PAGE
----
Beltane, a holiday observed by Wiccans and other contemporary pagans, is a time for celebrating the birth of summer and reveling in the fertility of both humans and the crops they raise. Celebrated on May 1st or 5th on our modern calendar, Beltane was one of the four Fire Festivals celebrated by the ancient Celts.
Even in modern times, bonfires continue to be an important part of Beltane festivities. In Scotland, a volunteer organization called the Beltane Fire Society carries on the ancient traditions of fire, dance, and music—through a yearly Beltane Fire Festival that is held for the public.
The first Beltane Fire Festival was held in Edinburgh in 1988, and the Fire Society was formed a few years later to support the continuation of the festival. The Society’s goals were to “create a sense of community, an appreciation for the cyclical nature of the seasons, and a human connection to the environment”, which are often overlooked in contemporary urban life. Over time, the Festival evolved into an internationally-recognized event that attracts a large public audience.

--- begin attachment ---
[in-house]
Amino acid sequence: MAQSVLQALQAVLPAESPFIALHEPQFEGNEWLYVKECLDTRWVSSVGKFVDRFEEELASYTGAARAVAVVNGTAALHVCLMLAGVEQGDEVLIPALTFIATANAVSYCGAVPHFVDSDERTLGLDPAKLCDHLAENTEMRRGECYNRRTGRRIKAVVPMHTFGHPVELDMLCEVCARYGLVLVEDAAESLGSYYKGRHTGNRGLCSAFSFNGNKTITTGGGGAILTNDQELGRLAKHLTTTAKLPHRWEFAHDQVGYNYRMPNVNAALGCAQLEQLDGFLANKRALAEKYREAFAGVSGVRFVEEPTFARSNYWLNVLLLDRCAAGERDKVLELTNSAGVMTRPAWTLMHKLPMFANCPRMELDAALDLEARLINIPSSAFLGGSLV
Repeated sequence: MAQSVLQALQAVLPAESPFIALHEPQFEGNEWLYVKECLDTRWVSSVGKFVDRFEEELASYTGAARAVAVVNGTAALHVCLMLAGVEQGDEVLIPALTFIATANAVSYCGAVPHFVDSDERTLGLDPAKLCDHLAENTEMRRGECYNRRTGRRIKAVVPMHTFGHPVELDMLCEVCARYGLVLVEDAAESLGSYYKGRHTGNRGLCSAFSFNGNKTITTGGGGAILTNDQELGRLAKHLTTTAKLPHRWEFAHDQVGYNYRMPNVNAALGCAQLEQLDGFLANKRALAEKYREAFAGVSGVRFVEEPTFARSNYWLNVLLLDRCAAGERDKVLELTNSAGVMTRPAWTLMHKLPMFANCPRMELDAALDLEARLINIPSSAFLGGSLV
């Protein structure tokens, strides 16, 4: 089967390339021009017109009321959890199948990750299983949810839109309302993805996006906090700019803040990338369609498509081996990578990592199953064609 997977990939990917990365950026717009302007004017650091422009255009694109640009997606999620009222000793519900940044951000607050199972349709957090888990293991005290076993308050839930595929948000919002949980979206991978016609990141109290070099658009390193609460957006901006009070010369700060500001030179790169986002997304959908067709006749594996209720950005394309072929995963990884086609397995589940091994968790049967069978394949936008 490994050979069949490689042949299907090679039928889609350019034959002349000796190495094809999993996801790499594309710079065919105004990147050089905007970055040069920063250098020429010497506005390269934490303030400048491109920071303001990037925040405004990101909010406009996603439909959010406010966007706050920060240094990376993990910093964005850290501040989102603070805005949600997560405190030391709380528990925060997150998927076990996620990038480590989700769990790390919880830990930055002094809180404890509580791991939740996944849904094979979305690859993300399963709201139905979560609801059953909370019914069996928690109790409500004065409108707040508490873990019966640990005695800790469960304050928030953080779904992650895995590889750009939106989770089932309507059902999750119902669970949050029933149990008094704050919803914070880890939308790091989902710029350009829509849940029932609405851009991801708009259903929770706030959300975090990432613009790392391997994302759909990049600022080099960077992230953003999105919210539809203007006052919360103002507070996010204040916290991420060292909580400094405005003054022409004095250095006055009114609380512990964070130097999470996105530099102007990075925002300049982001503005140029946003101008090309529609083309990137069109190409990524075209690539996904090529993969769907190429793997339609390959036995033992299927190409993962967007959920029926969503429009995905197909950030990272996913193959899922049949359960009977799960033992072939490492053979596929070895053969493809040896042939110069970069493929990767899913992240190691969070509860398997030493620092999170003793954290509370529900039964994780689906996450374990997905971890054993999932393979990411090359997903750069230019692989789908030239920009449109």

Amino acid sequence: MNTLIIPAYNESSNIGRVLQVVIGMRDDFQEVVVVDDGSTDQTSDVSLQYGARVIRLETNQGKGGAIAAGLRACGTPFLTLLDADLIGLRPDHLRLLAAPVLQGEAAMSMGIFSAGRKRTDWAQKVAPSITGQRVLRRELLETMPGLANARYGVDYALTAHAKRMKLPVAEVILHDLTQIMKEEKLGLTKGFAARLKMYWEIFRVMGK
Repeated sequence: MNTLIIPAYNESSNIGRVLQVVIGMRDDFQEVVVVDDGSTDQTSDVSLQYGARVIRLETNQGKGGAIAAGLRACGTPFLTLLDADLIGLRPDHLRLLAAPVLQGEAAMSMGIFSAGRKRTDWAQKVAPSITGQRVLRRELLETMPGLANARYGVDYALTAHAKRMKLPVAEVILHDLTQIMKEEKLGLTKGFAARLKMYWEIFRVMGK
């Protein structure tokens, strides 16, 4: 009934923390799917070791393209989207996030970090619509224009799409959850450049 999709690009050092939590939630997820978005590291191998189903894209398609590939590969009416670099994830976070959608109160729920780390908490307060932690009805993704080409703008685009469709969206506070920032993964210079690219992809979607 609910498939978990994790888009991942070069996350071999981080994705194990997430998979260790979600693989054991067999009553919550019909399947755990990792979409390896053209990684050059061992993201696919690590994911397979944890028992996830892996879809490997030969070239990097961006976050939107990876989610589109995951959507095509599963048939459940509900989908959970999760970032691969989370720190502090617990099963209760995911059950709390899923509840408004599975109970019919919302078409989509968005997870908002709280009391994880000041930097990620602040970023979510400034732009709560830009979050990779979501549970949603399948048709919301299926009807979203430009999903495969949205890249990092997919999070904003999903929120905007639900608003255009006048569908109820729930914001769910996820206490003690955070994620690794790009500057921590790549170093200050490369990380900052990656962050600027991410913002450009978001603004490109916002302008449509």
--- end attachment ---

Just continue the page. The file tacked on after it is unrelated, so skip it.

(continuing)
The Fire Festival portrays the death of Winter and the birth of Summer, and tells the story of the May Queen and the Green Man, the Goddess and God who are at the height of their fertility at this time of year. Performers in the Festival are costumed in vivid garb and body paint that are primitive, colorful, exotic, and sometimes macabre.
To learn more visit the website for the Beltane Fire Society